In short: this thing works great in my one man show. I won’t win any prizes with it in a welding contest. There clearly is a learning process to be seen in this prototype welding project. The second part of a symmetrical left-right assembly always looks better. Live and learn.

However it is very stable and strong and probably overkill for the current application. Mission accomplished: the mast can be raised by one man, without any effort or risk, even with the light loading of a dipole and some guy wires. And it disassembles into smaller parts that fit on my small trailer. There is the future option of putting another section between the U-channel and the cable guide assembly. That way I can attach the cable and ‘grab’ the mast higher up from the base, should there ever be the need for a longer or heavier loaded mast to be erected.

Of course, if I could do it again, it would turn out better looking. But I’m quite proud that I pulled this one off all by myself. The welding and even the lathe machined wheel.

Keep in mind that I had a higher education in RF electronics and before that in languages and economy / bookkeeping in secondary school. I always knew that welding is the key to nice homebrewed stuff but this is the proof of my thesis. Once again my mitre saw (SJ2W tip) proved to be key to nice angled cutting of all iron parts up to 5 mm thickness. Amazing how that blade cuts through metal. I also retired my dad’s drill press and bought me a professional model that has no problem with 10mm diameter or more through 10mm flat stock or more.

I also welded some heavy duty rings on some leftover T-irons I recycled from the old fencing. I can jam these into the ground and hook up the guy wires with a carabiner through this ring. That solves the guying issue. I used ratchet rope spanners so tighten and loosen the guy ropes easily. And to say I bought a pack of small tent pegs to achieve this in 2011. Even a gentle breeze pulled these out of the ground. What was I thinking? Anyway the guying system passed the test in a real live gusty situation. Yes the WX plays a role in this one too. Read along!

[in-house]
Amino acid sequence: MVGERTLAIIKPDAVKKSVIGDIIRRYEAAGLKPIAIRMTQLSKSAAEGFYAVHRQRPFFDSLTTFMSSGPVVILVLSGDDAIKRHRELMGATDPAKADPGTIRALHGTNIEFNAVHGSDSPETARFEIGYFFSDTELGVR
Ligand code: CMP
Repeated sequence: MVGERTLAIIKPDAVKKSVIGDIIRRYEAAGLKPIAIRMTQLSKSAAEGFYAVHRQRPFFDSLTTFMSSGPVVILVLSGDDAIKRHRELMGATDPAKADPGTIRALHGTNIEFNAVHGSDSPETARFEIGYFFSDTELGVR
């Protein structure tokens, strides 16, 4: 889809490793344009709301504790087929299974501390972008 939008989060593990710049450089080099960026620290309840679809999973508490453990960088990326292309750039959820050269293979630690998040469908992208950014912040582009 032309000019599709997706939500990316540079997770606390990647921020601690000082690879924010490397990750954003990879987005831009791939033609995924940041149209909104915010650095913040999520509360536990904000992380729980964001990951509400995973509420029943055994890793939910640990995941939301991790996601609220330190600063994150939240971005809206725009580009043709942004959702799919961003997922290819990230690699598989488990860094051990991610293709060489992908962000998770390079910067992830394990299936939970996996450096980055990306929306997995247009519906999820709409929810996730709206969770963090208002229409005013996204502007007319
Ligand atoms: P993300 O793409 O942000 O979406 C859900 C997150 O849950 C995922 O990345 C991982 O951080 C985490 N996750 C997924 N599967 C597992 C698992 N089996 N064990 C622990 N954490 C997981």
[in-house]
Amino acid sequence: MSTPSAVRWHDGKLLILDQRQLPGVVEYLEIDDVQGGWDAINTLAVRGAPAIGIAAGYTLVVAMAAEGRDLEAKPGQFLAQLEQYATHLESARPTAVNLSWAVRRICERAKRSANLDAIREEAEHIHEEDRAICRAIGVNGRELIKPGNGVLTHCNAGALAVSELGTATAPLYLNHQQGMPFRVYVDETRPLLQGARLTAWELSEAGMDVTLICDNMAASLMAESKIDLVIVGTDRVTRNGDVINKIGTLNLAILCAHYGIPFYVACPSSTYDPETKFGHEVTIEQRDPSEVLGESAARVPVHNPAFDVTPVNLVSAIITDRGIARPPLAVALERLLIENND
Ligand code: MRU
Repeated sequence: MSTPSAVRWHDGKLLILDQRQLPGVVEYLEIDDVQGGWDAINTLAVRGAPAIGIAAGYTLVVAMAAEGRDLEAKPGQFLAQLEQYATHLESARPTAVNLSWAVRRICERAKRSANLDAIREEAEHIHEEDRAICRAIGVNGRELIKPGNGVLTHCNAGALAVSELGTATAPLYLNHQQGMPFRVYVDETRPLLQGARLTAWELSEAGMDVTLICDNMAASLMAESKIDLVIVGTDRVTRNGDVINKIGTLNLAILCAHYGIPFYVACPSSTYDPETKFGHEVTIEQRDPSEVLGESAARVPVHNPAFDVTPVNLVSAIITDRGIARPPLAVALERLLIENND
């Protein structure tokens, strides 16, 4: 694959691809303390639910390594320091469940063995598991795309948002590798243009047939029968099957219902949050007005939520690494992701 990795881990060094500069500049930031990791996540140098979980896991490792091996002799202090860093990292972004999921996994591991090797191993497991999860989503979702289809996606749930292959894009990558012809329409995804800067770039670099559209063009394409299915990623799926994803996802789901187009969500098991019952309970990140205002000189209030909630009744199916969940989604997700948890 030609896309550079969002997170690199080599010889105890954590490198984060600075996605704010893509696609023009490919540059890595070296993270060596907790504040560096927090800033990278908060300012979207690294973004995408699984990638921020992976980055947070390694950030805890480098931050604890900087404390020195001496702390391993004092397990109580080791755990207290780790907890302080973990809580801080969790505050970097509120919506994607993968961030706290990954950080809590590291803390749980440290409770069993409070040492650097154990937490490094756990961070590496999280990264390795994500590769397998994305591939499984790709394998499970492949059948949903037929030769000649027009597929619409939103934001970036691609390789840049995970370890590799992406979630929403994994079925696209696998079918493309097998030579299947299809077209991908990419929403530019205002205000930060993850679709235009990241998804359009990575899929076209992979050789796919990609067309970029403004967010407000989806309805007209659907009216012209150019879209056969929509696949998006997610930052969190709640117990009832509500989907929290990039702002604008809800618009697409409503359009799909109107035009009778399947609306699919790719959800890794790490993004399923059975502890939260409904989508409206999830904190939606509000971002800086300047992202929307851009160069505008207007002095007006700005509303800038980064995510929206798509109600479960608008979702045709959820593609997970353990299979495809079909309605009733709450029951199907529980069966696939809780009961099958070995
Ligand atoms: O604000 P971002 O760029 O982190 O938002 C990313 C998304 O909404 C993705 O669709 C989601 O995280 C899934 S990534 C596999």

Antennas?

In 2006 we used a 40m dipole and some random length dipole for 80/160 fed with homebrew ladder line and a SGC SG-230 antenna coupler. This worked great but by 2011 I had sold the coupler and we settled for resonant dipoles. One for 40 and a parallel dipole for 80/160 with loading coils in the 160m antenna. This worked but you need more room for this than I have available. To stick to my ‘keep it simple’ philosophy, I decided to use the ladder line with dipole option. For that I needed to buy… another antenna coupler. I have this thing with tuners – enough stuff for a future story. Furthermore I learned that this is what G3TXF/ G3WVG use for their field day setup (link & link). Since my savings account costs me more than what the bank pays in interest, I bought a new tuner. Or ‘automatic antenna coupler’ to be precise. I put it in an old plastic enclosure that I bought years ago who knows for what abandoned project. I covered up the holes with aluminum blind panels.

I measured the longest stretch I could span within the garden limits and oriented N-S for maximum E/W coverage. Most FD contacts are G (G, GW, GM, GI…) and DL on the other side. That length turns out to be about 24m for each leg. For quick feedpoint assembly, cut of a piece of decommissioned kitchen cutting board. I didn’t put that hot frying pan on top of that board on purpose. But I knew I had to keep it in my huge stock of parts after replacing it. The pancakes were delicious that day, and the molten plastic came right off of the bottom of the pan once it got solidified after cooling. But the cutting board was wasted.

By now I got the antenna covered, I got the mast covered, and both could be raised and lowered without any hassle nor much muscle. Much to the amusement of my oldest son who strongly believes that it should be down on the grass and not up in the air. We agreed to disagree on that one.

That dreaded weather!

Of course my ham radio plans are dominated by the weather. More so than ever for the last eight months. Numerous contests had to be cancelled due to storm, lighting or both at the same time. Global climate change? It never happened this frequently in my thirteen years in contesting. So I kept my eye on the forecasts. Two weeks ago they predicted rain for this weekend. Two weeks is way too long for a predictable forecast. I know that. Then it was sunny weather, no wind, no rain, not too hot. Nice. Then the predicted temperatures rose. Then it was 30° C or more. Hold your horses please! Then rain to boot. As the FD weekend came closer, it was tropically hot which of course inevitably results in severe thunderstorms.

Three days before Saturday, it was clear that is was going to be very hot on Saturday resulting in severe thunderstorms, with another round of thunder and lightning on Sunday. Mostly western Belgium on Saturday. And eastern Belgium on Sunday. I consider myself in central Belgium. Which is relative in a country that measures only 250 km across.